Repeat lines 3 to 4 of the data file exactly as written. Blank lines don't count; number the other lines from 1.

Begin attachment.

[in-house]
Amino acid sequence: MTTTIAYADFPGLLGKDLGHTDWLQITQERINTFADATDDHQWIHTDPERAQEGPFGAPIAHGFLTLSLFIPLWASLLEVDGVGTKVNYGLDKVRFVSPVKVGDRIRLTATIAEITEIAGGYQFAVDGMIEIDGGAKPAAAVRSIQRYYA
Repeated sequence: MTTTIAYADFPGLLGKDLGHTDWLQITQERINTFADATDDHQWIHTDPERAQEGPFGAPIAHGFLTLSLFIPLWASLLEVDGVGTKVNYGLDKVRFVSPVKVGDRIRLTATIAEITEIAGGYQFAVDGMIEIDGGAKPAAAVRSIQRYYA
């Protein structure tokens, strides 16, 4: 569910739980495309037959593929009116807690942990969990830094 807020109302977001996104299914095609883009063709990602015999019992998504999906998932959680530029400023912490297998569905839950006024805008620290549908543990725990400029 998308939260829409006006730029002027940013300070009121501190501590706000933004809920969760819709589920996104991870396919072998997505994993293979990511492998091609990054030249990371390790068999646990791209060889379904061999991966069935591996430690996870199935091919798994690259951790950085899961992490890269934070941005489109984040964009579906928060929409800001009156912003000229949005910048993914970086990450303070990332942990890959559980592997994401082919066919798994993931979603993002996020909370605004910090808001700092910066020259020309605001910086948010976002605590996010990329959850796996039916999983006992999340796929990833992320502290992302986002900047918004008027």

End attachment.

Repeated sequence: MTTTIAYADFPGLLGKDLGHTDWLQITQERINTFADATDDHQWIHTDPERAQEGPFGAPIAHGFLTLSLFIPLWASLLEVDGVGTKVNYGLDKVRFVSPVKVGDRIRLTATIAEITEIAGGYQFAVDGMIEIDGGAKPAAAVRSIQRYYA
């Protein structure tokens, strides 16, 4: 569910739980495309037959593929009116807690942990969990830094 807020109302977001996104299914095609883009063709990602015999019992998504999906998932959680530029400023912490297998569905839950006024805008620290549908543990725990400029 998308939260829409006006730029002027940013300070009121501190501590706000933004809920969760819709589920996104991870396919072998997505994993293979990511492998091609990054030249990371390790068999646990791209060889379904061999991966069935591996430690996870199935091919798994690259951790950085899961992490890269934070941005489109984040964009579906928060929409800001009156912003000229949005910048993914970086990450303070990332942990890959559980592997994401082919066919798994993931979603993002996020909370605004910090808001700092910066020259020309605001910086948010976002605590996010990329959850796996039916999983006992999340796929990833992320502290992302986002900047918004008027």